On the Way to Value-less Money


No matter whether you are presented with a bill in Switzerland, in the USA or in China, the system is the same: coins and banknotes of no material value are accepted that are only worth anything in the respective country. This has led to a monetary system prevailing in which the state lays claim to a currency monopoly. And yet the way in this direction in West and East was a completely different one, as this journey through history shows.



The skyline of New York City, the Skyline of Shanghai – do you see the strong similarities? This is not surprising given how things are today. Western and Eastern (in our case, China’s) monetary traditions have in many ways become strikingly similar. However, only 200 years ago they were fundamentally different. That is what this exhibition is all about.


In the West, monetary symbols were always based on some equivalent value in gold, silver or copper. In the East, the system worked mainly without this safeguard. Money was literally valueless. And today, you can see which of these two mentalities has prevailed in the exhibition “On the Way to Valueless Money”.


I have produced various publications on this Western monetary tradition – a phase which is coming to an end just now -  as well as a video presentation “The History of Money” and some entertaining audio dramas. These can be purchased or viewed in the Money Museum.


But first, let’s take a tour of the Money Museum. Here is something to keep in mind: our Western word cash comes from the Chinese word for a copper coin. It was called “cash”.


Can you imagine yourself saying: “My house cost 400 head of cattle?” Or: “I spent two cows on my wristwatch?” In the Persian Empire, two-and-a-half-thousand years ago, that’s how it was. One head of cattle was the standard for which to measure the wealth of a person or town.


When the Lydian king Croesus minted gold and silver coins with various weights, it was the first time that a community parted with the principle of “goods for goods” or “work for goods”.


You could carry the equivalent of one year’s mercenary work or a jug of wine in your pocket. Since Croesus, this invention has continued to develop right into the 20th century. Thanks to the monetary system, it was much easier for individuals, as well as communities, to amass wealth and thus gain power. People lent money and collected interest on the money. People held entire empires together by using a standardized currency, as the Romans did with their denarius. Charlemagne did this with the silver penny and the British did so with their pound sterling. Merchants in Florence or Marseille paid for whole shiploads of spices or cloth with a handful of gold coins. Additionally, the most distinguished artists competed for the privilege of creating magnificent motifs for their rulers: eagles, dolphins, or goddesses of freedom.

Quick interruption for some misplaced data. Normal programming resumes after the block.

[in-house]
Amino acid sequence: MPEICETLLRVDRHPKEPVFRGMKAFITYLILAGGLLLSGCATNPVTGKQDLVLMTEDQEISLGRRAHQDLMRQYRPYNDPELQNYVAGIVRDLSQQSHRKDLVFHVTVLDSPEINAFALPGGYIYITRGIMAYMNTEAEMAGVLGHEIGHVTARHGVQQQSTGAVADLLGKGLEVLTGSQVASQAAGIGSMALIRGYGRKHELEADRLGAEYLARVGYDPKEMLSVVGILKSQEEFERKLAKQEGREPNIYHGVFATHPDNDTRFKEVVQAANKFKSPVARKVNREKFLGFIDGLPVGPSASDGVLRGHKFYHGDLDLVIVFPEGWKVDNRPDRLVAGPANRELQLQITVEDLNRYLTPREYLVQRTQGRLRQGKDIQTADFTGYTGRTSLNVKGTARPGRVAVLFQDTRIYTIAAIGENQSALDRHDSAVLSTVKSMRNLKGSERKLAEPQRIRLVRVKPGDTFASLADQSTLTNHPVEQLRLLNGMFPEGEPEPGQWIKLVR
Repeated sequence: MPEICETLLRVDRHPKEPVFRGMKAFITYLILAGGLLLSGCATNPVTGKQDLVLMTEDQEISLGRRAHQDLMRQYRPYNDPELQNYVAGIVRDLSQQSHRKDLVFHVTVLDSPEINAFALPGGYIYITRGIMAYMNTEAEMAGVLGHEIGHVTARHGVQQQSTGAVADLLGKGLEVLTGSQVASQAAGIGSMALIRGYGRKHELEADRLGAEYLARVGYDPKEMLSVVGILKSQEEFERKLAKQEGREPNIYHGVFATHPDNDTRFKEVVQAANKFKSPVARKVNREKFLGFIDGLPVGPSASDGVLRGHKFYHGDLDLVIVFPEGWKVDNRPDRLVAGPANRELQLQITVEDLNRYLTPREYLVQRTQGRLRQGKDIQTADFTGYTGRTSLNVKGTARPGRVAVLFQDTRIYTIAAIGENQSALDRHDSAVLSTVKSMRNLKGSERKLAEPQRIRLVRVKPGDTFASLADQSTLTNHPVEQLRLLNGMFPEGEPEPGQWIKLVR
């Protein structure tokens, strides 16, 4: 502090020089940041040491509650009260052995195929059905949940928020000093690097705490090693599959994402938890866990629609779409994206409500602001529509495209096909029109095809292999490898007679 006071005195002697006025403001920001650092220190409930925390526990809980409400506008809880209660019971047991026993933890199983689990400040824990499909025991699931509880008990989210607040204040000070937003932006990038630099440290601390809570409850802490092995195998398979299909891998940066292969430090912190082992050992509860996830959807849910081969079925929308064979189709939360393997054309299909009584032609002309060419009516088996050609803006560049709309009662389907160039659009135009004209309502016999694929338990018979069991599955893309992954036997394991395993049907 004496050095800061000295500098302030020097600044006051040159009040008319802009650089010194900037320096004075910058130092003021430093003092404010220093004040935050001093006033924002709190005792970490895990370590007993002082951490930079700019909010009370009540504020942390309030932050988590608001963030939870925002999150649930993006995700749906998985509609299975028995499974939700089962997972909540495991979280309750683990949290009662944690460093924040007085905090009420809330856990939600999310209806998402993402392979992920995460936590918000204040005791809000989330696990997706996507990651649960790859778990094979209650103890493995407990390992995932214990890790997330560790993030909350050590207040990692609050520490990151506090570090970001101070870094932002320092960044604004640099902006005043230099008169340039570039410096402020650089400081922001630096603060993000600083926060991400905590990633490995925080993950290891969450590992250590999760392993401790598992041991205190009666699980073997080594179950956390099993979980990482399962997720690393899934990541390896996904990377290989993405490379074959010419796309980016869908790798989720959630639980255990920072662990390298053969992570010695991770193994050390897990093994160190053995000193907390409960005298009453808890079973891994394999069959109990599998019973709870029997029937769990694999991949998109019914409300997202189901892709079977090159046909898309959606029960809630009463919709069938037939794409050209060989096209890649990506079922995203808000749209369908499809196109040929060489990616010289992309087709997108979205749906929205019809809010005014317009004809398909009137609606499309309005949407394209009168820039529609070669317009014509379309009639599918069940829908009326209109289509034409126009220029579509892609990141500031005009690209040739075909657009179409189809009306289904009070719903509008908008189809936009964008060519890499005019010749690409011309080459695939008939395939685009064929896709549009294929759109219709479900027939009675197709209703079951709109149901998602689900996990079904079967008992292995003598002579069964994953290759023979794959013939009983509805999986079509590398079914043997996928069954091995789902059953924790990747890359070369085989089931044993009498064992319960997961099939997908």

All this would have been unthinkable with a cow as the standard unit of currency…


But like the word “pecus” (cattle), which lives on in the word “pecuniary”, the Western monetary system stuck to the principle of “goods for goods”. The metal with which a coin was created, gold, silver and even copper, was a valuable material for jewelry and tools. Even after the introduction of paper money, the issuing state backed up the paper money with its gold equivalent.


Just a few decades ago, the West completely abandoned the gold standard. The Euro is the first currency which was created "valueless". Money has lost its material value and has become virtual. The coin has become a mere chip and its more than two-and-a-half-thousand year history seems to have come to an end… Perhaps the future will present us with a variety of currencies: global, national, or regional currencies and monetary systems. We can envision valuable currencies for international trade and investments and valueless currencies for daily use. First of all, however, the West needs to learn to live with valueless money. In order to do that, we need something that existed in China for thousands of years: mutual trust.


The world’s first currency system was developed in the Greek culture. Until approximately 550 BC, people worldwide exchanged goods for goods – a cow for a kettle, twenty cows for a wife…


Then the Lydian monarch Croesus invented a new exchange system: coins for goods. The stater (made of gold or silver) was the standard coin and, in addition, there were smaller units with varying degrees of value; all of them carrying the picture of a lion triumphing over a bull. This was a revolution!

A hundred years later, the people of Athens perfected this exchange system. Their coins carried the picture of the goddess Athena on the front and the famous Athenian owl on the back. All of their allies had to adopt this coin as their own  – on pain of punishment. The tetradrachma became the first key currency in history.

Alexander the Great in turn significantly extended this basic concept. In 330 BC, throughout his entire empire, the gold stater and the silver tetradrachma were used. Weights, metals and imprints were the same everywhere, whether in Babylon or in Alexandria.